Digital culture and the rise of DVDs have spawned the fun and often mysterious “easter egg” attribute found in many releases. The term refers to hidden features on a DVD or Blu-ray disc that must be discovered by the viewer. Whether it be a simple image or a portal into deleted scenes, photos and additional information about the release, these are placed without the knowledge of the viewer.
In retrospect, artwork can often feature similar attributes, such as the hidden initials of the artist. Alchemists from the Middle Ages often hid meanings and formulations in the images of their texts, creating a secret language made up of symbols. Much of this was due to what would be harsh and swift punishments for any claims of heresy.
Here at the Sanctum, we take pride in offering the original artwork of Corey Wolfe, a veteran illustrator who has been creating iconic VHS cover art since 1979. Some of his greatest known works include Magnum Entertainment’s Driller Killer and Drive-In Massacre, Vestron’s releases of The Kindred and Chopping Mall, and many others.
Wolfe also has illustrated covers for Disney (more than 1,200 jobs) and sci-fi/fantasy publishers such DAW Books. Contrary to the urban legends surrounding Disney’s infamous classic VHS release for The Little Mermaid, which was recalled due to a perceived phallic symbol appearing in the original cover image, Corey Wolfe and another artist competed for that artwork. “We both submitted front and back sketches for the release,” Wolfe told the Sanctum. Disney selected Corey to design the back of the box and the questionable image from the other artist was selected for the front cover.
“I used to hide my initials in most Disney pieces,” Wolfe said. Due to a strict “no attribution” policy, artists were not permitted to sign their work for Disney. With a trained eye, however, the letters “CW” can be seen intermingled in the coral on the lower portion of The Little Mermaid's back cover. “I placed my initials in that coral five times in the hopes that one would survive,” Wolfe added. Shortly after the artwork was submitted, Wolfe received a call from Disney citing they had discovered and deleted all "four" instances where his initials had been placed in the art.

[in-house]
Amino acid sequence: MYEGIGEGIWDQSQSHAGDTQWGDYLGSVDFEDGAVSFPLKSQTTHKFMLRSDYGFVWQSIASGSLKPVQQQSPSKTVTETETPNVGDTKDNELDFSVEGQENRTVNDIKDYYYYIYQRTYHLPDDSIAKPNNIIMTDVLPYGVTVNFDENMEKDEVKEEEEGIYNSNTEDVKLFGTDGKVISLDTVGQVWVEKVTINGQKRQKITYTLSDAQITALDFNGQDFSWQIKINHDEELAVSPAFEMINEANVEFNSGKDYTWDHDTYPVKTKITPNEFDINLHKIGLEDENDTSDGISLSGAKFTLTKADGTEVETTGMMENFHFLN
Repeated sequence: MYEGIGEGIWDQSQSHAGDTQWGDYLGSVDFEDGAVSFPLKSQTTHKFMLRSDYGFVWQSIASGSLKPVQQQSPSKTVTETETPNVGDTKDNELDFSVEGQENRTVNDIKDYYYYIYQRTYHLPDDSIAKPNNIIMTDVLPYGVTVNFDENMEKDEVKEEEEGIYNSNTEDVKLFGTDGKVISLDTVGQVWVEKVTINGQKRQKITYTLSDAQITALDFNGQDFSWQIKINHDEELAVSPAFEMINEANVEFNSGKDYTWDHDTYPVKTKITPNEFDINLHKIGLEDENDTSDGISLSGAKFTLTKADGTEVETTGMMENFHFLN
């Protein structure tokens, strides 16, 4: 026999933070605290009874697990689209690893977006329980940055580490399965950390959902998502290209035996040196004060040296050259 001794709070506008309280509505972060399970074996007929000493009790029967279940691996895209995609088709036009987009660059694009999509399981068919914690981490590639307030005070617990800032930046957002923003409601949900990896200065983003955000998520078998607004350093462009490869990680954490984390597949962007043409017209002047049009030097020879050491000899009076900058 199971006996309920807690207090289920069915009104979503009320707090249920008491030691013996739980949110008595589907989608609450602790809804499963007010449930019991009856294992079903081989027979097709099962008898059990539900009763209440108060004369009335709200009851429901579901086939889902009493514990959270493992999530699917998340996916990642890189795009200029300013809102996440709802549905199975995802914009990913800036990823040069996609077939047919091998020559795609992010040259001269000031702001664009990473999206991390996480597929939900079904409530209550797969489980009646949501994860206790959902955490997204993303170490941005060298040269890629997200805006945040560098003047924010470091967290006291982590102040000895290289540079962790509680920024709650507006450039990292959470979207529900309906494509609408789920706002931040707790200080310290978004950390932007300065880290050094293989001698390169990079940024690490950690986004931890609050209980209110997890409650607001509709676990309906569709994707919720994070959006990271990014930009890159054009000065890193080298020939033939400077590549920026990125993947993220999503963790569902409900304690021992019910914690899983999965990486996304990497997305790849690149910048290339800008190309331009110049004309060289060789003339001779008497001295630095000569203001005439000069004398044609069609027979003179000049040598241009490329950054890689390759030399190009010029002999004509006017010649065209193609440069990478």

“I nearly got fired, so I slowed down on placing my initials in the art,” he said.
Wolfe remains active in the illustration field with an impressive selection of clients. His lifelong interest in metaphysics has created other references in artwork for which collectors are mostly unaware.
Magnum Entertainment’s 1985 release of Speeding Up Time, an obscure Blaxploitation/Revenge film from 1971 starring Winston Thrash and directed by John Evans, features a four-sided cover presenting the film’s main character with a burning tenement in the background, which is relevant to the plot of the film. On the back cover, Wolfe included the names “Theo + Sophia” (i.e. Theosophy) in graffiti on the bricks above the dumpster.
What most collectors and viewers don’t know is that Wolfe placed this in the image as a reference to what he was studying at the time. Theosophy refers to systems of esoteric philosophy concerning the mysteries of being and nature, the divine, hidden knowledge or wisdom and branches of mysticism. According to Wolfe, he sought to "subliminally open the minds of viewers,” although, he conceded, no one ever questioned the reference or names.
While not all of his illustrations hold clues to the artist's thinking, Wolfe says he is influenced by the writings of Theosophist C.W. Leadbeater and Zen philosopher Alan Watts. At the time of this writing, Wolfe was reading Holographic Universe by Michael Talbot and says he has a deep interest in radionics.
Video Sanctum is proud to work closely with Wolfe to select original paintings, sketches and printed advertising pieces used for many of our favorite VHS covers to offer to Video Era art collectors in our gallery. Each item comes with a signed Certificate of Authenticity from the artist. Below are some of our favorite covers from Wolfe.